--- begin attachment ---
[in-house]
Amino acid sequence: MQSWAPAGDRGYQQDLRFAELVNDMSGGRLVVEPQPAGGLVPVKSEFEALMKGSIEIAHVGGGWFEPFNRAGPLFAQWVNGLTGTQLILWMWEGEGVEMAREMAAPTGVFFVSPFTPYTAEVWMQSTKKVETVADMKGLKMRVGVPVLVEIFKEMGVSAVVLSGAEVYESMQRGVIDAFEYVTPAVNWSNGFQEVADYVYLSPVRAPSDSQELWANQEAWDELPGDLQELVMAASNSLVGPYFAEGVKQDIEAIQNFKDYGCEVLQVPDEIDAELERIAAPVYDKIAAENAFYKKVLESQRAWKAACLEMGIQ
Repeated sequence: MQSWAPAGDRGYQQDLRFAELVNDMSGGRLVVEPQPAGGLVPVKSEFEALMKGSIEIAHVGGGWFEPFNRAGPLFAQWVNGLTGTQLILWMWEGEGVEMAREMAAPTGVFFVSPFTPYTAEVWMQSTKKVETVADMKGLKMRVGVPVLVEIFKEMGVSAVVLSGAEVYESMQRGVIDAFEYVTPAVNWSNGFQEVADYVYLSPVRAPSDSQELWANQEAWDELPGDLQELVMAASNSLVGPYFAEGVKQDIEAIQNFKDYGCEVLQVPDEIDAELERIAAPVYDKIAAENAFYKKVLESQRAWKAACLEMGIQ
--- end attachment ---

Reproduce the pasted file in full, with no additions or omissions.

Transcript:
[in-house]
Amino acid sequence: MQSWAPAGDRGYQQDLRFAELVNDMSGGRLVVEPQPAGGLVPVKSEFEALMKGSIEIAHVGGGWFEPFNRAGPLFAQWVNGLTGTQLILWMWEGEGVEMAREMAAPTGVFFVSPFTPYTAEVWMQSTKKVETVADMKGLKMRVGVPVLVEIFKEMGVSAVVLSGAEVYESMQRGVIDAFEYVTPAVNWSNGFQEVADYVYLSPVRAPSDSQELWANQEAWDELPGDLQELVMAASNSLVGPYFAEGVKQDIEAIQNFKDYGCEVLQVPDEIDAELERIAAPVYDKIAAENAFYKKVLESQRAWKAACLEMGIQ
Repeated sequence: MQSWAPAGDRGYQQDLRFAELVNDMSGGRLVVEPQPAGGLVPVKSEFEALMKGSIEIAHVGGGWFEPFNRAGPLFAQWVNGLTGTQLILWMWEGEGVEMAREMAAPTGVFFVSPFTPYTAEVWMQSTKKVETVADMKGLKMRVGVPVLVEIFKEMGVSAVVLSGAEVYESMQRGVIDAFEYVTPAVNWSNGFQEVADYVYLSPVRAPSDSQELWANQEAWDELPGDLQELVMAASNSLVGPYFAEGVKQDIEAIQNFKDYGCEVLQVPDEIDAELERIAAPVYDKIAAENAFYKKVLESQRAWKAACLEMGIQ